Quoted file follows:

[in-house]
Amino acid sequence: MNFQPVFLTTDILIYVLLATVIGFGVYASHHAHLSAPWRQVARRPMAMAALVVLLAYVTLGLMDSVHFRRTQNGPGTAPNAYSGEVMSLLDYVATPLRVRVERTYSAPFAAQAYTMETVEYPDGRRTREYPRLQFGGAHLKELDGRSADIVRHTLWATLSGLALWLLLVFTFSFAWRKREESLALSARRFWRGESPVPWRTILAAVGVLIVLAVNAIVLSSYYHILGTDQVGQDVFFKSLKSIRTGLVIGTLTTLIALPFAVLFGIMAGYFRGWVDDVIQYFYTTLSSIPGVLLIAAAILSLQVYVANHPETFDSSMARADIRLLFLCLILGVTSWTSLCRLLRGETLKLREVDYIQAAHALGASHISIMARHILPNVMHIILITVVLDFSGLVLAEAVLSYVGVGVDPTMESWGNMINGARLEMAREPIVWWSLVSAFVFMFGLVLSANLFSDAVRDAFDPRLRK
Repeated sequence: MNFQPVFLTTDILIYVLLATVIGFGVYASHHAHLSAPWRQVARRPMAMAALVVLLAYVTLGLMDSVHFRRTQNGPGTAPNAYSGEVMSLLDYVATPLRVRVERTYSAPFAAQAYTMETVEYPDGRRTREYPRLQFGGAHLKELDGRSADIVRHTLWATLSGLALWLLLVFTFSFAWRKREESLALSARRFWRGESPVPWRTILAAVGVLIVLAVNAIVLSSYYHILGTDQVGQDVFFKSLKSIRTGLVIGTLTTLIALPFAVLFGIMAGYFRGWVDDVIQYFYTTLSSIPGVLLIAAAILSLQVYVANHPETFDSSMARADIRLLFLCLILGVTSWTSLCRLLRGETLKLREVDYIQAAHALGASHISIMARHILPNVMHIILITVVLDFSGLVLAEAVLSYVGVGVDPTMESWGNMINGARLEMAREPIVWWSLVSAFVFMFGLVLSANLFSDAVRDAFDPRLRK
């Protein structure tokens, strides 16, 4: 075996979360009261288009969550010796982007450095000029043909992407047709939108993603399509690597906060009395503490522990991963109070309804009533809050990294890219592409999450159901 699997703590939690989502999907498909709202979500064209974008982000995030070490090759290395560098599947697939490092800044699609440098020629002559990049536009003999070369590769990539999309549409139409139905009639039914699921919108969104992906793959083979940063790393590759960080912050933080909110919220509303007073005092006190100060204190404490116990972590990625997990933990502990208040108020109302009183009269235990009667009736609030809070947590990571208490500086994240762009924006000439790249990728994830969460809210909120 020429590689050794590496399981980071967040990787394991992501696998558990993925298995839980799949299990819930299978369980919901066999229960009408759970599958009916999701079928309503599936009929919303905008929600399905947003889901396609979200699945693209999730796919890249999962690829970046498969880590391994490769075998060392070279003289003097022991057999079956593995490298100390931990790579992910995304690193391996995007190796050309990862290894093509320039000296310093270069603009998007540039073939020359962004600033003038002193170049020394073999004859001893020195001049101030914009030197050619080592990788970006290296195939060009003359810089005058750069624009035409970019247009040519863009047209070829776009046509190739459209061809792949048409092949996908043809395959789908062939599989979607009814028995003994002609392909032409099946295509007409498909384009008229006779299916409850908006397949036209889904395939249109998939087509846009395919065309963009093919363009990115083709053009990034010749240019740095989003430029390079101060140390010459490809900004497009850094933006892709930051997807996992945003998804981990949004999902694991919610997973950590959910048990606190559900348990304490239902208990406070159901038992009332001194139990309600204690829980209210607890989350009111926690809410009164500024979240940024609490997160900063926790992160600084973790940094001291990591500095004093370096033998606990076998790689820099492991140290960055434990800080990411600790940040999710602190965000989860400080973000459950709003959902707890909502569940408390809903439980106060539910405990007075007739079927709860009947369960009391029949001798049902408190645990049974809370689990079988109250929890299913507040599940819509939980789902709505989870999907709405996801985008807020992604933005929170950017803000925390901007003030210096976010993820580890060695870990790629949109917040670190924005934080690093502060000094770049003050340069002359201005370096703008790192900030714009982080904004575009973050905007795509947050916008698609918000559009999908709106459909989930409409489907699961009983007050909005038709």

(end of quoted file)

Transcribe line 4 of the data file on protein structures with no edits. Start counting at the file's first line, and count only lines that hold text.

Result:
């Protein structure tokens, strides 16, 4: 075996979360009261288009969550010796982007450095000029043909992407047709939108993603399509690597906060009395503490522990991963109070309804009533809050990294890219592409999450159901 699997703590939690989502999907498909709202979500064209974008982000995030070490090759290395560098599947697939490092800044699609440098020629002559990049536009003999070369590769990539999309549409139409139905009639039914699921919108969104992906793959083979940063790393590759960080912050933080909110919220509303007073005092006190100060204190404490116990972590990625997990933990502990208040108020109302009183009269235990009667009736609030809070947590990571208490500086994240762009924006000439790249990728994830969460809210909120 020429590689050794590496399981980071967040990787394991992501696998558990993925298995839980799949299990819930299978369980919901066999229960009408759970599958009916999701079928309503599936009929919303905008929600399905947003889901396609979200699945693209999730796919890249999962690829970046498969880590391994490769075998060392070279003289003097022991057999079956593995490298100390931990790579992910995304690193391996995007190796050309990862290894093509320039000296310093270069603009998007540039073939020359962004600033003038002193170049020394073999004859001893020195001049101030914009030197050619080592990788970006290296195939060009003359810089005058750069624009035409970019247009040519863009047209070829776009046509190739459209061809792949048409092949996908043809395959789908062939599989979607009814028995003994002609392909032409099946295509007409498909384009008229006779299916409850908006397949036209889904395939249109998939087509846009395919065309963009093919363009990115083709053009990034010749240019740095989003430029390079101060140390010459490809900004497009850094933006892709930051997807996992945003998804981990949004999902694991919610997973950590959910048990606190559900348990304490239902208990406070159901038992009332001194139990309600204690829980209210607890989350009111926690809410009164500024979240940024609490997160900063926790992160600084973790940094001291990591500095004093370096033998606990076998790689820099492991140290960055434990800080990411600790940040999710602190965000989860400080973000459950709003959902707890909502569940408390809903439980106060539910405990007075007739079927709860009947369960009391029949001798049902408190645990049974809370689990079988109250929890299913507040599940819509939980789902709505989870999907709405996801985008807020992604933005929170950017803000925390901007003030210096976010993820580890060695870990790629949109917040670190924005934080690093502060000094770049003050340069002359201005370096703008790192900030714009982080904004575009973050905007795509947050916008698609918000559009999908709106459909989930409409489907699961009983007050909005038709």